“Experts” have a natural appeal because most of us feel inadequate when it comes to understanding Scripture and knowing how to apply it to our daily lives. Our natural inclination is to look for some “expert” to do the job for us. However, there is a problem with that.

Jesus warned us that there would be tares among the wheat. (See Matthew 13:24-30) Tares are weeds that look like wheat. It is difficult to tell the difference until the plants become mature. In other words, on the surface they look like Christians—but they aren’t.

Jesus also warned us about wolves in sheep’s clothing. (See Matthew 7:15-20) These are people who appear to be Christians, but they aren’t. And they cause real damage to real Christians. (Think about what a wolf does to a sheep.)

The Apostles Peter and Paul also warned us. They said,

“But there were false prophets also among the people, even as there shall be false teachers among you, who privily shall bring in damnable heresies, even denying the Lord that bought them, and bring upon themselves swift destruction. And many shall follow their pernicious ways; by reason of whom the way of truth shall be evil spoken of.” (2 Peter 2:1-2)

“For the time will come when they will not endure sound doctrine; but after their own lusts shall they heap to themselves teachers, having itching ears; And they shall turn away their ears from the truth, and shall be turned unto fables.” (2 Timothy 4:3-4)

“But evil men and seducers shall wax worse and worse, deceiving, and being deceived.” (2 Timothy 3:14)

“Now the Spirit speaketh expressly, that in the latter times some shall depart from the faith, giving heed to seducing spirits, and doctrines of devils” (1 Timothy 4:1)

So false teachers will have a widespread influence among Christians. They will be popular, because they will tell people what they want to hear. And they will teach things that result in having people go to hell. Some of these false teachers will be men who have been deceived, and who deceive others. In some cases, they may spread deception by sincerely passing on deceptive things that they were taught by people they trusted. In other cases, they may deliberately deceive people, knowing full well what they are doing.

One example of a false teacher is Episcopal Bishop John Shelby Spong. He wrote a book titled Why Christianity Must Change or Die. I skimmed through some portions of that book at Barnes & Noble. Basically, his idea seems to be that, in order to be relevant to the modern world, Christianity has to stop being Christian. Spong also wrote the book Resurrection: Myth or Reality? He spent 352 pages trying to convince people that the Resurrection never really happened. But the Resurrection is an absolutely foundational doctrine of Christianity.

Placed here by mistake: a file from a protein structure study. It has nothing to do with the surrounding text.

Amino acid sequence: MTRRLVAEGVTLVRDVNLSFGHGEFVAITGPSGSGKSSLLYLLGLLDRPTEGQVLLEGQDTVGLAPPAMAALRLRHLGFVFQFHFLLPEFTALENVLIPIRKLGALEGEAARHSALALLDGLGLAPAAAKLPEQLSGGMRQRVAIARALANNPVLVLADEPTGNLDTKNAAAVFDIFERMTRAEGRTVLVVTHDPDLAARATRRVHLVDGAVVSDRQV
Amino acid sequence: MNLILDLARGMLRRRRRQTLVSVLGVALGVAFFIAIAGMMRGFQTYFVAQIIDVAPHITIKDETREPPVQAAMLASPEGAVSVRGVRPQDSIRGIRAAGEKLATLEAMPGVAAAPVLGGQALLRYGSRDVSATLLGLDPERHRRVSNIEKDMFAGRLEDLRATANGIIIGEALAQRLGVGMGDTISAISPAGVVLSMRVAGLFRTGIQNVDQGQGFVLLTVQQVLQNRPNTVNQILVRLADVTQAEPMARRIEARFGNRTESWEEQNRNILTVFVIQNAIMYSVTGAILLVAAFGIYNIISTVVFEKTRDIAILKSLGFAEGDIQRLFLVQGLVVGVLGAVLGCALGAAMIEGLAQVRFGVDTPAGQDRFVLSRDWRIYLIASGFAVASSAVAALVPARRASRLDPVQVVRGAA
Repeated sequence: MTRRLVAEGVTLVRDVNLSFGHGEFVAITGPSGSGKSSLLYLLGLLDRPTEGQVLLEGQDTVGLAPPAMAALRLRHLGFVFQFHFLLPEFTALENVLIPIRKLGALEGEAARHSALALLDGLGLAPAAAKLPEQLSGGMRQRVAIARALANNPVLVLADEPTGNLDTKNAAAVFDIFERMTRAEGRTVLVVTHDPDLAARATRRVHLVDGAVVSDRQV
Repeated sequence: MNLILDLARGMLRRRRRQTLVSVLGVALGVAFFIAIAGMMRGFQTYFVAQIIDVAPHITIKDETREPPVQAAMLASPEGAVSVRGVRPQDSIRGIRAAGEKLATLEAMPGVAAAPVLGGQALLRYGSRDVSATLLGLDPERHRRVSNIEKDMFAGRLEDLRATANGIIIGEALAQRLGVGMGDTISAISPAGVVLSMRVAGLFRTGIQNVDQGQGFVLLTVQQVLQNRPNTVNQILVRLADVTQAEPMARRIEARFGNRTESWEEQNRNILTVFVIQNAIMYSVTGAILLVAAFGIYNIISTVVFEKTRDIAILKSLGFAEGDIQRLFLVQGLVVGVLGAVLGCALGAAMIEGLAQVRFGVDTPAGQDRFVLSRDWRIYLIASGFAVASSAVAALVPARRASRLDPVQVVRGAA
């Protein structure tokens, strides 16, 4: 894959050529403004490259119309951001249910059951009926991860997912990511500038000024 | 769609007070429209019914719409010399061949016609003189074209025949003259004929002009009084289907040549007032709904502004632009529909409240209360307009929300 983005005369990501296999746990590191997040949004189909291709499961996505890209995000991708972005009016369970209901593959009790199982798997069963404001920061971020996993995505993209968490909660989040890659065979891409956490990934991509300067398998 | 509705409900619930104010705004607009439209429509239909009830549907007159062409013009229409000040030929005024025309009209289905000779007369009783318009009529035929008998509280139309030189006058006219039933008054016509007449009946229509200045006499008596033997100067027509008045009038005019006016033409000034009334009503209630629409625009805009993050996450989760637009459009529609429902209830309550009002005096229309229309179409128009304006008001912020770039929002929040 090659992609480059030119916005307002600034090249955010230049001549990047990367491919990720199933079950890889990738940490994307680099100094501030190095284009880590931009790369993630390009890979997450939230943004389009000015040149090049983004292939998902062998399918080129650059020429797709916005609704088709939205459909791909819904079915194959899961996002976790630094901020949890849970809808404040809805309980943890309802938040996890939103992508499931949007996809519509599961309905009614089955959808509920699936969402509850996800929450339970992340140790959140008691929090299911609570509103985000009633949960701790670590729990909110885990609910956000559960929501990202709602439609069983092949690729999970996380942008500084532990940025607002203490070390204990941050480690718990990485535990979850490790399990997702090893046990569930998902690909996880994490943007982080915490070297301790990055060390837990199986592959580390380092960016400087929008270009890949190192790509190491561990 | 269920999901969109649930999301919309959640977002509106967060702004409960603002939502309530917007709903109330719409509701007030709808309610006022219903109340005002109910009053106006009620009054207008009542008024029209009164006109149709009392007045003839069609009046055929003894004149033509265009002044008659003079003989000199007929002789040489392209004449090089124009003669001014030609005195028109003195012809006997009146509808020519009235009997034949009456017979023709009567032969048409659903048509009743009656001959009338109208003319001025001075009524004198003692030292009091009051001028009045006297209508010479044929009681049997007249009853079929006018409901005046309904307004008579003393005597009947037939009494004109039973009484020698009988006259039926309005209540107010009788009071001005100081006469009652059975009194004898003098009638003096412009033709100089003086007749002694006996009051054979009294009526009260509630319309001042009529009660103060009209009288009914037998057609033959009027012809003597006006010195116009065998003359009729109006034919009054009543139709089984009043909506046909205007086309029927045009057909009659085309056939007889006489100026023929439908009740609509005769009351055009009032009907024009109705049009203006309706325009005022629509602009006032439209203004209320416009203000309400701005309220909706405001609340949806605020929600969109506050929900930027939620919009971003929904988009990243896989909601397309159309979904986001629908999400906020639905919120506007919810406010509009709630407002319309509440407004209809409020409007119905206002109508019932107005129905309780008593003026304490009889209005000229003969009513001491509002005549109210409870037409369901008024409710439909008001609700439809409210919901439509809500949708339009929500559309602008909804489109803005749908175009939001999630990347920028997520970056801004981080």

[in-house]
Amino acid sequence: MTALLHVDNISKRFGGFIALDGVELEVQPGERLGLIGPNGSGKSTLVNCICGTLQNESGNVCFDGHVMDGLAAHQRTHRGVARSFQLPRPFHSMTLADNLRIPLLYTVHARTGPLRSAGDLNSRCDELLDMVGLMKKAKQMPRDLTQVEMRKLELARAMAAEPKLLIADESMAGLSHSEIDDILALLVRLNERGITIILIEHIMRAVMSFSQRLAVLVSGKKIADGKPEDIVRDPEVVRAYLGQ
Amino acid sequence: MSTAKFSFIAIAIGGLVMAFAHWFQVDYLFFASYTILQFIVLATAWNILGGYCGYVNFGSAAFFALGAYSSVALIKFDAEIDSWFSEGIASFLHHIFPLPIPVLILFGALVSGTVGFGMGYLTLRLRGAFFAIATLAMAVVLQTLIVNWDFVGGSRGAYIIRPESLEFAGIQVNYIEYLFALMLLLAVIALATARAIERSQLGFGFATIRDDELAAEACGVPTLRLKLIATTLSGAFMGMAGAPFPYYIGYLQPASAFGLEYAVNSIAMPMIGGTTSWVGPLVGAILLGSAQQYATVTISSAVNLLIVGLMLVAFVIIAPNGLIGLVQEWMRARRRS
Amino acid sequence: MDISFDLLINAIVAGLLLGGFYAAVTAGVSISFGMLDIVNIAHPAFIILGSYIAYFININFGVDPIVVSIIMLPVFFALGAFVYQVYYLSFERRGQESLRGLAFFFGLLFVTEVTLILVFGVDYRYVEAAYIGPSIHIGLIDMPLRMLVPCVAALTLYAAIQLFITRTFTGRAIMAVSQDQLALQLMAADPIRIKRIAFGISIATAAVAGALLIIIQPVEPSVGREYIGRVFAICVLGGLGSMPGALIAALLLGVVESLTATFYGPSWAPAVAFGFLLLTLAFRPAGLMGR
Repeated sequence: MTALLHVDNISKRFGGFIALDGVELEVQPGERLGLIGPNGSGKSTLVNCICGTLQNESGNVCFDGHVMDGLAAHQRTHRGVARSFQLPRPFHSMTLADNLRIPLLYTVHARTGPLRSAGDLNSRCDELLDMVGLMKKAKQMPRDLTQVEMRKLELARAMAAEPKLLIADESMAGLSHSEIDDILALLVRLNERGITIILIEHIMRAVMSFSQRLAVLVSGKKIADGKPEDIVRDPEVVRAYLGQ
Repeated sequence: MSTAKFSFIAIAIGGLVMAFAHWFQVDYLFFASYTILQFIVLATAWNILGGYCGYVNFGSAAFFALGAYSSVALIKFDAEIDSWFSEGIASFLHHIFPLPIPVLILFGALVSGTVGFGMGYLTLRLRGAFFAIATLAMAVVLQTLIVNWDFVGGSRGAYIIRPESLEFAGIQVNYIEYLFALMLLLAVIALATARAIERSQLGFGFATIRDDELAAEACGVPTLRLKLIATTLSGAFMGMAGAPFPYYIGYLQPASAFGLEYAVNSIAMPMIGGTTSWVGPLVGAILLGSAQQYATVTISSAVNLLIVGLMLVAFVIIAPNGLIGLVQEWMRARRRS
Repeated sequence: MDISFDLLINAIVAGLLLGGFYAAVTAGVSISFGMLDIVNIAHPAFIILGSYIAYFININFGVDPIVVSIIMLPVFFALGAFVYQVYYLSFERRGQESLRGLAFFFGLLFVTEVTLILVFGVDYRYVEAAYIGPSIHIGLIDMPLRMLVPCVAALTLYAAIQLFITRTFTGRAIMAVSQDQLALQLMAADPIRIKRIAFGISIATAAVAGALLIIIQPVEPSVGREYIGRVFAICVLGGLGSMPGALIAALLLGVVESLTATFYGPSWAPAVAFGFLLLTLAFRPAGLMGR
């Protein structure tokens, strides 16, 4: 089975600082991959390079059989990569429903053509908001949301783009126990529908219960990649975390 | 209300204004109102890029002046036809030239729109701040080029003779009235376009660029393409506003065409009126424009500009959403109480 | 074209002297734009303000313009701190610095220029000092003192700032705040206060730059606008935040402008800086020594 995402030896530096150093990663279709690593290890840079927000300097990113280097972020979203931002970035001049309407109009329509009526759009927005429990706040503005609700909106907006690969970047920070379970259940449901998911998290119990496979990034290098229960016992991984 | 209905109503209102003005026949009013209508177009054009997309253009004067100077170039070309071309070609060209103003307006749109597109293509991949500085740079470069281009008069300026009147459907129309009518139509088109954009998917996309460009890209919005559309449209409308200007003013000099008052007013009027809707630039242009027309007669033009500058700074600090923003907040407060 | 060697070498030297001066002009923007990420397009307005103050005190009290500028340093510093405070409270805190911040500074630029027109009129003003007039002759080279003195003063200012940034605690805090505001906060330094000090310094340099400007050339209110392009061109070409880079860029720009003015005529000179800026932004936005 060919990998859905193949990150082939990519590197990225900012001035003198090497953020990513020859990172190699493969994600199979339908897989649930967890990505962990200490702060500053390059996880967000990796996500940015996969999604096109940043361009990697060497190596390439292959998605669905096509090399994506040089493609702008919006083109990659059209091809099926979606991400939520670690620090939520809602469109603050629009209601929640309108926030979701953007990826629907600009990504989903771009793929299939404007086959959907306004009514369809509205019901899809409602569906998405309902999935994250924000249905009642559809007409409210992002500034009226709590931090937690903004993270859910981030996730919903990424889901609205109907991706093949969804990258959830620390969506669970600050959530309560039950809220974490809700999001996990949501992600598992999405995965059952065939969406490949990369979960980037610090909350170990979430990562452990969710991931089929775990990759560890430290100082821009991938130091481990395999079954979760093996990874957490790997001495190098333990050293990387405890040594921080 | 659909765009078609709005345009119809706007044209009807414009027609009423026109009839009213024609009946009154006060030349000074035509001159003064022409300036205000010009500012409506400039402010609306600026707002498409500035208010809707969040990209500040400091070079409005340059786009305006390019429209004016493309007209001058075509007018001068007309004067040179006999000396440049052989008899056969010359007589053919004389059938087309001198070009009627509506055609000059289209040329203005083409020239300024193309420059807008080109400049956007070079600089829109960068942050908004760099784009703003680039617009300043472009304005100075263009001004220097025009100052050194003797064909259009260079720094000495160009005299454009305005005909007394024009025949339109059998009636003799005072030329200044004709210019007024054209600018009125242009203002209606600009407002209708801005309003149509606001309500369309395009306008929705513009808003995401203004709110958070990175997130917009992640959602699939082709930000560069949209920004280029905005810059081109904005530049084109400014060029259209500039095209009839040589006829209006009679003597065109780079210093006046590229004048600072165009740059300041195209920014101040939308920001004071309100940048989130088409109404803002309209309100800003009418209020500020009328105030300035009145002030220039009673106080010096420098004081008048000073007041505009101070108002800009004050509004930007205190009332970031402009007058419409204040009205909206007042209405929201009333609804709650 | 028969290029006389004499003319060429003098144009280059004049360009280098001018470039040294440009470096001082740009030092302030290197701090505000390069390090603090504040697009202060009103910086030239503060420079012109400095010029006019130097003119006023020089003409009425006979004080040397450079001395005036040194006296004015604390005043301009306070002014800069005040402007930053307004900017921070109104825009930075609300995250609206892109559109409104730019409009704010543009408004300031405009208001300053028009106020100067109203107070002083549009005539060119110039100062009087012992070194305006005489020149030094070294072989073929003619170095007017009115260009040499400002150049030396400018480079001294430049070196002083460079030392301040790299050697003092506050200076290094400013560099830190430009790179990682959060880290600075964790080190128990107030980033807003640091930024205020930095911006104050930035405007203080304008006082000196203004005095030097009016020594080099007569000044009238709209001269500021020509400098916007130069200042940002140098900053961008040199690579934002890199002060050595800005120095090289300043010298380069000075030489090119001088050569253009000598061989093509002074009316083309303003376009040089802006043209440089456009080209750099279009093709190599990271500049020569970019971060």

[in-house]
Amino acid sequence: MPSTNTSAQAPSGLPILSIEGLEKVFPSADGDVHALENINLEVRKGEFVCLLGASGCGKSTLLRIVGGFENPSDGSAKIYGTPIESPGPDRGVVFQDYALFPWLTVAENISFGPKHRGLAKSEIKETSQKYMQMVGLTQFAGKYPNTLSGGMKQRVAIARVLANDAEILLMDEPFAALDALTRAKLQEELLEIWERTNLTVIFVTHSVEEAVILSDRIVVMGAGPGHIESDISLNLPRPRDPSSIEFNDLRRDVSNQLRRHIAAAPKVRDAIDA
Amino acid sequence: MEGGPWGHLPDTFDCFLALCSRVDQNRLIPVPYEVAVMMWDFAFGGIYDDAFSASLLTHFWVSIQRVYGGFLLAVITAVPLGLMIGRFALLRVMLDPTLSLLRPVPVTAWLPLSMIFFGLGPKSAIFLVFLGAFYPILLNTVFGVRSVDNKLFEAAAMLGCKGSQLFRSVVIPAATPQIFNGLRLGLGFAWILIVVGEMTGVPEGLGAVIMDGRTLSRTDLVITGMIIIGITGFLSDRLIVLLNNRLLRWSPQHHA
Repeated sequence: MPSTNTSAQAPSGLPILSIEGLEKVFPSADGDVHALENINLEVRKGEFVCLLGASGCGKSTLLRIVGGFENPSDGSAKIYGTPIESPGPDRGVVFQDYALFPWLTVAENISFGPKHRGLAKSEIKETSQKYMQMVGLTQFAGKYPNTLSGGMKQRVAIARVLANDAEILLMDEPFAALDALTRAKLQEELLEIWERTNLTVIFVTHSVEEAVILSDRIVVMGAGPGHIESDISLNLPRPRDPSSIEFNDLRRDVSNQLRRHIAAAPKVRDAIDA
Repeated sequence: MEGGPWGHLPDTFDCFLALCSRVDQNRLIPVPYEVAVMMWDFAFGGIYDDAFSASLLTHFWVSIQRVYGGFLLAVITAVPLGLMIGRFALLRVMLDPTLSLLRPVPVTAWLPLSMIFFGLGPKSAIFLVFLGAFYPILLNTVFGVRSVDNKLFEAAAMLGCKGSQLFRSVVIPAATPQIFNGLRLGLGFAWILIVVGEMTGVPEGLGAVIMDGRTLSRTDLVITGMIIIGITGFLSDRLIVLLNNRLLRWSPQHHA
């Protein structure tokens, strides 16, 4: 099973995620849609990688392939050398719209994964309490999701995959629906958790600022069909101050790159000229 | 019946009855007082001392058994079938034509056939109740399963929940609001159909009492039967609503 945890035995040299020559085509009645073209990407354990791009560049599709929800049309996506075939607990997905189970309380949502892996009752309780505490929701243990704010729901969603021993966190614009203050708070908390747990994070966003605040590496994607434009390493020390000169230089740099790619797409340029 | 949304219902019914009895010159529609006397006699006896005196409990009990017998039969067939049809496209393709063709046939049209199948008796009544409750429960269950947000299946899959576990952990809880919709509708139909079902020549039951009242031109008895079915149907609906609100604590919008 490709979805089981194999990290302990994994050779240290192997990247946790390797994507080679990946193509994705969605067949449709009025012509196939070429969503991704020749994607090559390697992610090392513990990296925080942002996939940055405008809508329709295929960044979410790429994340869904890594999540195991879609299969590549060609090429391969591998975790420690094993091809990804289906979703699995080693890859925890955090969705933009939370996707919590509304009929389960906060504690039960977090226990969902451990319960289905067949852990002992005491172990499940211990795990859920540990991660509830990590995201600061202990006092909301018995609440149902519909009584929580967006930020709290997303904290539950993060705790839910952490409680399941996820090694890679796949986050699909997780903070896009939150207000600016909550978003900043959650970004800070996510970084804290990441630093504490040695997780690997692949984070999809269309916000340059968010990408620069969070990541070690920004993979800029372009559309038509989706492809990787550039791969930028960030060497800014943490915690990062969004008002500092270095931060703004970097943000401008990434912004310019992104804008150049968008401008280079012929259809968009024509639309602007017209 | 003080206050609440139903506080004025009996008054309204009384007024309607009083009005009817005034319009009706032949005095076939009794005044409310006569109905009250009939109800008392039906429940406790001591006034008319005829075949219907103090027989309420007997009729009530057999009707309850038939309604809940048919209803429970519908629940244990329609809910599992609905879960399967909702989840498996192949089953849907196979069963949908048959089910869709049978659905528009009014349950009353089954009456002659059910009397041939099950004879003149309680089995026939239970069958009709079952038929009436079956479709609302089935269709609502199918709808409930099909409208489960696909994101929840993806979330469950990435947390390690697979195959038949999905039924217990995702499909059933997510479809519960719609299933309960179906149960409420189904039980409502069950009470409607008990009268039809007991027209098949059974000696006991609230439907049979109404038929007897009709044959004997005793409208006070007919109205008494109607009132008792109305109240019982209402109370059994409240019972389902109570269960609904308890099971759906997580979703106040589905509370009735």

Bishop Spong even questions whether it is necessary to believe in God in order to be a Christian. He wrote an article titled  “Can One Be a Christian Without Being a Theist?” In it, he says that we live in a world that has made the “traditional theistic view of God inoperative.”

You may say, “Well, Bishop Spong is a liberal Episcopalian.” That’s true. But Evangelicals are also plagued with false teachers. For example, today there are some Evangelical authors who deny the existence of hell—which implies that there is no need for salvation. There are also some Evangelical pastors who deny the Atonement (that Jesus Christ died to save us from our sins). Such teachings are not compatible with a Biblical Christian worldview.

So we cannot depend on “experts.” We need to do our own Scripture reading, and pray and ask God to help us understand the Bible, and get to know the Bible well. We can read books by Christian authors, but when we do, we need to be vigilant, and compare their teachings with Scripture. We cannot afford to passively accept something just because an “expert” wrote it. Not even if it is recommended by people with good reputations. (They may have only read a letter from the author or publisher, enclosing some carefully selected excerpts from the book.)

The same thing applies to sermons and Bible studies. We have to be vigilant there, also. Pastors can change. If they are not vigilant Bereans who test everything against Scripture, then one conference, or one friend, or one book, can cause a “paradigm shift” in their worldview. Or a series of books or teachings can cause a gradual, incremental shift. Either way, they can wind up losing a Biblical worldview. And if that happens, then they will start teaching things that will undermine the Biblical worldviews of their church members. If that happens, then it’s time to start looking for another church. (I’ve had to do that. It hurts. But our relationship with God is more important than our relationship with the people in our church.)



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